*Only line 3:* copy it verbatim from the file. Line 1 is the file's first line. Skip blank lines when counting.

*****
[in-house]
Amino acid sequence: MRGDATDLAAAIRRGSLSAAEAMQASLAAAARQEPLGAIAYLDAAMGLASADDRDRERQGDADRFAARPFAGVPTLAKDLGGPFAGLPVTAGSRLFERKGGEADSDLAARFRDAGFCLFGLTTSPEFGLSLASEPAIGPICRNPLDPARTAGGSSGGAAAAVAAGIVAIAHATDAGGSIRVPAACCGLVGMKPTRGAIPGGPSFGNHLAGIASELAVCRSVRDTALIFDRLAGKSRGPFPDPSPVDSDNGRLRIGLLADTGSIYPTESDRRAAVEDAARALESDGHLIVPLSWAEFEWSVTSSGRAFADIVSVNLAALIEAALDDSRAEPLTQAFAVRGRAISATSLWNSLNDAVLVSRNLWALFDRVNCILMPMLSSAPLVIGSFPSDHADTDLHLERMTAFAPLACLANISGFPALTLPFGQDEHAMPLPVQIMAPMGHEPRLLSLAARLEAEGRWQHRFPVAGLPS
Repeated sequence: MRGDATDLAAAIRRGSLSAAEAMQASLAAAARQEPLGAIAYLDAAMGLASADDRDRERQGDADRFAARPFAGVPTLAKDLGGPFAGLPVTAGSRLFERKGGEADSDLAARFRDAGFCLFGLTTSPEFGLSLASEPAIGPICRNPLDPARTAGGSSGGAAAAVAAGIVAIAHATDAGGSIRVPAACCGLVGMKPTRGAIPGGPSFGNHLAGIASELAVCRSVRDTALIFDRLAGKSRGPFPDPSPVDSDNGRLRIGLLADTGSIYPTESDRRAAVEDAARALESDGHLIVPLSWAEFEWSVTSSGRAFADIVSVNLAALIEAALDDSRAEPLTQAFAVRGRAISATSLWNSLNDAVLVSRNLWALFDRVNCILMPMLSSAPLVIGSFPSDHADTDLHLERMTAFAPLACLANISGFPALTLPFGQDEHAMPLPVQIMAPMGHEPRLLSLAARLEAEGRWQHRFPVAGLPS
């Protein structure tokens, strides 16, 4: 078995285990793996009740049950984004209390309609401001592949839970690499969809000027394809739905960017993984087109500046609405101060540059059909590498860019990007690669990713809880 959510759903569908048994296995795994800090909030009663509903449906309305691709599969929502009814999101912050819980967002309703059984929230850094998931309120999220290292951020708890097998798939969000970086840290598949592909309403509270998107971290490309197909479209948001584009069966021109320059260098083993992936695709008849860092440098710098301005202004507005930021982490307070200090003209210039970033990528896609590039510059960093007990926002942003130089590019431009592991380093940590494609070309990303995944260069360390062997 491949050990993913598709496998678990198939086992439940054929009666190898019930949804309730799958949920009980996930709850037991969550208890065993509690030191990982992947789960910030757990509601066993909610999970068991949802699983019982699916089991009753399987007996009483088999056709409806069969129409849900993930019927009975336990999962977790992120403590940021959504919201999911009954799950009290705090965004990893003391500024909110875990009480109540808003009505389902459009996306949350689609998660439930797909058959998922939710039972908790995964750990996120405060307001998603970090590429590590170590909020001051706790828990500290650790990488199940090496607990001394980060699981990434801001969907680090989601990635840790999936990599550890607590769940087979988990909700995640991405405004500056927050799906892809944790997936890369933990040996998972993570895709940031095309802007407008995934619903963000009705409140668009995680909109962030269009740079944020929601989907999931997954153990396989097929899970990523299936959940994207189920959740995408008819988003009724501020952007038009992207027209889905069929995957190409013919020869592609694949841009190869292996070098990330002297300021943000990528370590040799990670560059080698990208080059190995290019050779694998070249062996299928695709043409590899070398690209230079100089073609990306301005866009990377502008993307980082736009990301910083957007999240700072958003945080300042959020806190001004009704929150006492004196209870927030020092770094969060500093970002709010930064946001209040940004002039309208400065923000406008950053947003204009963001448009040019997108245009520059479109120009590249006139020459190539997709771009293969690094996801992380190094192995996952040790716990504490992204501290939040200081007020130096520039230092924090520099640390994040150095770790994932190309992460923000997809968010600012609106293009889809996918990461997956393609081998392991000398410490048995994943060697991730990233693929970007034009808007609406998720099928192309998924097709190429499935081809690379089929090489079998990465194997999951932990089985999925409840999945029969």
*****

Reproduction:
Repeated sequence: MRGDATDLAAAIRRGSLSAAEAMQASLAAAARQEPLGAIAYLDAAMGLASADDRDRERQGDADRFAARPFAGVPTLAKDLGGPFAGLPVTAGSRLFERKGGEADSDLAARFRDAGFCLFGLTTSPEFGLSLASEPAIGPICRNPLDPARTAGGSSGGAAAAVAAGIVAIAHATDAGGSIRVPAACCGLVGMKPTRGAIPGGPSFGNHLAGIASELAVCRSVRDTALIFDRLAGKSRGPFPDPSPVDSDNGRLRIGLLADTGSIYPTESDRRAAVEDAARALESDGHLIVPLSWAEFEWSVTSSGRAFADIVSVNLAALIEAALDDSRAEPLTQAFAVRGRAISATSLWNSLNDAVLVSRNLWALFDRVNCILMPMLSSAPLVIGSFPSDHADTDLHLERMTAFAPLACLANISGFPALTLPFGQDEHAMPLPVQIMAPMGHEPRLLSLAARLEAEGRWQHRFPVAGLPS